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Community Policing


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Table of Contents

1. The Idea of Community Policing

2. A History of Communities and Policing

3. The Changing Meaning of Community

4. The Police and Community Perception

5. Managing and Implementing Community Policing

6. Community Policing and Crime

7. Community Policing and Fear of Crime

8. Problem Solving and Policing Problem Spaces

9. Community Crime Prevention

10. Community Policing and Drugs

11. Community Policing and Distinct Populations

12. Toward a New Breed of Police Officer

13. Community Policing at the Crossroads The 10 Principles of Community Policing Glossary and Index

About the Author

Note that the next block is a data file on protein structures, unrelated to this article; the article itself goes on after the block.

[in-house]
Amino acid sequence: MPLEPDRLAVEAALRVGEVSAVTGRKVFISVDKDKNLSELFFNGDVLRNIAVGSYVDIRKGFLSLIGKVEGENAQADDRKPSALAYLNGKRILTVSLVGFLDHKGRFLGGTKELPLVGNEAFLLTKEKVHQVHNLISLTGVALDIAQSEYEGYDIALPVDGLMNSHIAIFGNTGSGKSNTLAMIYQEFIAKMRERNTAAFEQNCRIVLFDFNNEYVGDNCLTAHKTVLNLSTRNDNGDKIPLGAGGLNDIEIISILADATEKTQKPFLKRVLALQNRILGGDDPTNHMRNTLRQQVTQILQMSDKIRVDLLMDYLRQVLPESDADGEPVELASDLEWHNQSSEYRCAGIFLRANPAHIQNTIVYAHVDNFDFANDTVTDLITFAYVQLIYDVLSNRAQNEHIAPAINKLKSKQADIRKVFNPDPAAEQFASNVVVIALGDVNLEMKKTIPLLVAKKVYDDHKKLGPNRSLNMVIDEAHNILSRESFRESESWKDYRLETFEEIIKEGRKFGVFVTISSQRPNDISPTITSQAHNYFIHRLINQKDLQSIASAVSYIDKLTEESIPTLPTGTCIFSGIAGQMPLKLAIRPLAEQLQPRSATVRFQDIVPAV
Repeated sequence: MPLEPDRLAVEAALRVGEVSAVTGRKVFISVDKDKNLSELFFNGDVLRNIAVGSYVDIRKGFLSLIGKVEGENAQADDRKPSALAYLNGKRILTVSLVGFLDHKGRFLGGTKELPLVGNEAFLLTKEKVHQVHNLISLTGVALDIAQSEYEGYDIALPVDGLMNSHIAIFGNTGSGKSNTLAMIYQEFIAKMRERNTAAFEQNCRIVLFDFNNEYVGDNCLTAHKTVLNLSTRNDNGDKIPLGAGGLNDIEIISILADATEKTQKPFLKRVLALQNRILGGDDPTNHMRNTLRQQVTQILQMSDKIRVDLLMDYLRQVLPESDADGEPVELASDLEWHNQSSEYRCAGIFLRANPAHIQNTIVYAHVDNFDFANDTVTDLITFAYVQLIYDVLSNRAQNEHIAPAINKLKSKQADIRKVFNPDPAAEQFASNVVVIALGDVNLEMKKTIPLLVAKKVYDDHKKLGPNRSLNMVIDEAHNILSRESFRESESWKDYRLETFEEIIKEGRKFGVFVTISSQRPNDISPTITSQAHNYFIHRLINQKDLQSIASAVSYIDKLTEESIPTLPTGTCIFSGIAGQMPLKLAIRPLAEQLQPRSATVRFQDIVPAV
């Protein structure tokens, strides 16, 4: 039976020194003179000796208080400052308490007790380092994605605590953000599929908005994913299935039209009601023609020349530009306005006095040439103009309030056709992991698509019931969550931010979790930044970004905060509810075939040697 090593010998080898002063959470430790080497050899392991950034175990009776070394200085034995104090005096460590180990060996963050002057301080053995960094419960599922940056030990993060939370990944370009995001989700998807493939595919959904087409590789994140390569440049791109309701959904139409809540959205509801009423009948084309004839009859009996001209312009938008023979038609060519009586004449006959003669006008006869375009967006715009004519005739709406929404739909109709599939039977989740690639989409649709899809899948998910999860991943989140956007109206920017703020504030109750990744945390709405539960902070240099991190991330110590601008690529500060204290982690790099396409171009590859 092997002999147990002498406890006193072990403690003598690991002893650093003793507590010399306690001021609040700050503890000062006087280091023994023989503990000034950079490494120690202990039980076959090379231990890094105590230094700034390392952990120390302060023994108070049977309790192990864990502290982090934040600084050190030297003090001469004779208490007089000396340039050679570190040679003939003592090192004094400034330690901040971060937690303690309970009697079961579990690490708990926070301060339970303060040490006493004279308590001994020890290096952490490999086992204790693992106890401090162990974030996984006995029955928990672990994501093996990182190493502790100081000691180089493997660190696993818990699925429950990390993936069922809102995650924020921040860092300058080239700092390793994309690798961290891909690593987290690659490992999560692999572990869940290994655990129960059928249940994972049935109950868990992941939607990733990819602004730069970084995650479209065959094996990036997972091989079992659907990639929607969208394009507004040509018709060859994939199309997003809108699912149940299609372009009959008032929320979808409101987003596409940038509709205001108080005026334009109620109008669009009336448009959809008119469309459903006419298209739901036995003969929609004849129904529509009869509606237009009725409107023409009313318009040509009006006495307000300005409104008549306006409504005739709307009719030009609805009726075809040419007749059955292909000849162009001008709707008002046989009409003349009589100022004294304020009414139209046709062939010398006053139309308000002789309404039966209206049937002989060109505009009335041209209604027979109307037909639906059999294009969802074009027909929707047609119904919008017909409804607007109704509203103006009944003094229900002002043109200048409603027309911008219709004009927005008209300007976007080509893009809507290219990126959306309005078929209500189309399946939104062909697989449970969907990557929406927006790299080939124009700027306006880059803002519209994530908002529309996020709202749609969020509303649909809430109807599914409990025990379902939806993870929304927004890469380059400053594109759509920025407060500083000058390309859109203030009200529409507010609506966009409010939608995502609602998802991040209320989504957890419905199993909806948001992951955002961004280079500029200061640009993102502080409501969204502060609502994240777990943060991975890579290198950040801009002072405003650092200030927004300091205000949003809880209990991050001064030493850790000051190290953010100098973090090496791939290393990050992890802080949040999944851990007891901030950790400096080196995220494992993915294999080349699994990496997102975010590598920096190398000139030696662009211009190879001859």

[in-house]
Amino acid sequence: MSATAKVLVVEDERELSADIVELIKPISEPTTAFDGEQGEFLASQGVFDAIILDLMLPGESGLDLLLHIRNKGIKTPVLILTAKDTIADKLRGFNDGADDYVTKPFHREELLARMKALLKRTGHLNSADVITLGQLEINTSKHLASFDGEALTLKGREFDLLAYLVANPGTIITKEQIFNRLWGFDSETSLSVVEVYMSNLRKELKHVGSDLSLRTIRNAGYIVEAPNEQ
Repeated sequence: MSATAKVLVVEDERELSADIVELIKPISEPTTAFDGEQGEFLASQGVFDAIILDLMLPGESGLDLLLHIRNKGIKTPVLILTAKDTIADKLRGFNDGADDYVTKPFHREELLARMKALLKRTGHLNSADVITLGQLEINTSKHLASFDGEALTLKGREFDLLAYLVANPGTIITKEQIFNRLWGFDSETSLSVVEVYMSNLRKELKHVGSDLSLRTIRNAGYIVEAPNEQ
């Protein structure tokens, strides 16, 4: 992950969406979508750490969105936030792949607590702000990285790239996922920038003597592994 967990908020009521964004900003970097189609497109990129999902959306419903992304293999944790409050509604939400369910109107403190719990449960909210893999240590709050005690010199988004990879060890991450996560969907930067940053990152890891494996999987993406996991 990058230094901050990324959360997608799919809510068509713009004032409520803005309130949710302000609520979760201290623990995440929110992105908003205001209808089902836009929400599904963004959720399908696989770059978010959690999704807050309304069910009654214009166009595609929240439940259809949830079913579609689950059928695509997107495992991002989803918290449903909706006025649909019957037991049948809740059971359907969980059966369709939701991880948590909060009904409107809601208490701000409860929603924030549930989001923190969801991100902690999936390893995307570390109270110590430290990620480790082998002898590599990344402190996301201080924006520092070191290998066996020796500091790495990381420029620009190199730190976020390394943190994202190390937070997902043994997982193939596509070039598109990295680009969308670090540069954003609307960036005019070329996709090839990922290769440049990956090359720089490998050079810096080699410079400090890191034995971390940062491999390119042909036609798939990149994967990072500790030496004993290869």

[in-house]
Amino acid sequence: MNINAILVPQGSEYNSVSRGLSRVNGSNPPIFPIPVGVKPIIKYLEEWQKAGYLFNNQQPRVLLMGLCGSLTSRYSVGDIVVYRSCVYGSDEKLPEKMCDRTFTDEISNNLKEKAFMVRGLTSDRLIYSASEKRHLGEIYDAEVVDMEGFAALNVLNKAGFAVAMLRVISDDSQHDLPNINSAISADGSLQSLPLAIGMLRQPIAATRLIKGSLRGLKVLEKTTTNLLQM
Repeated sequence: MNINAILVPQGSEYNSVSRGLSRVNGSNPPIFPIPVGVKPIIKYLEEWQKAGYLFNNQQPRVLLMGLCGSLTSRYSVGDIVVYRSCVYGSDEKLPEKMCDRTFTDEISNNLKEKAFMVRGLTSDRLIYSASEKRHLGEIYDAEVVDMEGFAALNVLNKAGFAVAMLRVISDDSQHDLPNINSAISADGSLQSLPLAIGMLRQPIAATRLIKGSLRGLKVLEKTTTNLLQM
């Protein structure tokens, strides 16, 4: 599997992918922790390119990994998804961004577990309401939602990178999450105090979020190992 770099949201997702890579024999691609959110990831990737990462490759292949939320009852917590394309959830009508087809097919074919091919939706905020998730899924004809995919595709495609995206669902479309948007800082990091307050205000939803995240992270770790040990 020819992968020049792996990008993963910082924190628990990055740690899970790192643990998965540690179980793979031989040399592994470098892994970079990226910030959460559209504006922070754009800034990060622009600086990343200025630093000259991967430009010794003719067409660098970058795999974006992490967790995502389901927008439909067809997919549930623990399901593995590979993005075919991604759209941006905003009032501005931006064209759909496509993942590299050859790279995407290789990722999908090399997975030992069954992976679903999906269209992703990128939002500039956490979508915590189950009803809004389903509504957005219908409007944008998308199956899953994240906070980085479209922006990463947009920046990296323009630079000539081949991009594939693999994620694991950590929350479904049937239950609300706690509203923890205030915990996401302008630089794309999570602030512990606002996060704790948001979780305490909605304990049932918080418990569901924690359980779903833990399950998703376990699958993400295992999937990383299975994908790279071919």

Victor E. Kappeler, a former police officer, is a Foundation Professor and Dean of the School of Justice Studies at Eastern Kentucky University. He is recognized as a leading scholar in such fields as policing, media and the social construction of crime, and police civil liability, among other related fields. Dr. Kappeler continues to provide in-service training for police officers and is well published in professional areas of policing. Among many other honors, Kappeler received the 2006 Cabinet for Justice and Public Safety Award for Academic Excellence, the 2005 Outstanding Criminal Justice Alumnus Award from Sam Houston State University, where he earned his doctoral degree, and the Lifetime Achievement Award from the American Society of Criminology's Division on Critical Criminology. Larry K. Gaines is Professor and Chair of the Criminal Justice Department at California State University, San Bernardino. He served as the Executive Director of the Kentucky Association of Chiefs of Police for 14 years and has consulted with a variety of police agencies in Kentucky, Ohio, Tennessee, Georgia, and California. Dr. Gaines has served as Secretary, Treasurer, and President of the Academy of Criminal Justice Sciences. He has received many awards, including the Founders Award from the Academy of Criminal Justice Sciences, the Outstanding Educator Award from the Southern Criminal Justice Association, and the Outstanding Service Award from the Police Section of the Academy of Criminal Justice Sciences. In 2001, he served as a member of the California POST Committee that developed police training curricula for racial profiling. Brian P. Schaefer is Assistant Professor in the School of Criminology and Security Studies at Indiana State University. He has collaborated with a variety of police agencies in Kentucky and Indiana on problem-oriented policing, body-worn camera implementation, police training, and cybercrime projects. He previously worked as a research associate at the Southern Police Institute (University of Louisville) and currently serves as a Commonwealth Scholar at the Commonwealth Institute of Kentucky (University of Louisville) and a research fellow at the National Center for Spectator Sports and Security Center (University of Southern Mississippi). He is the recipient of the Educational Excellence Award in Research at Indiana State University.

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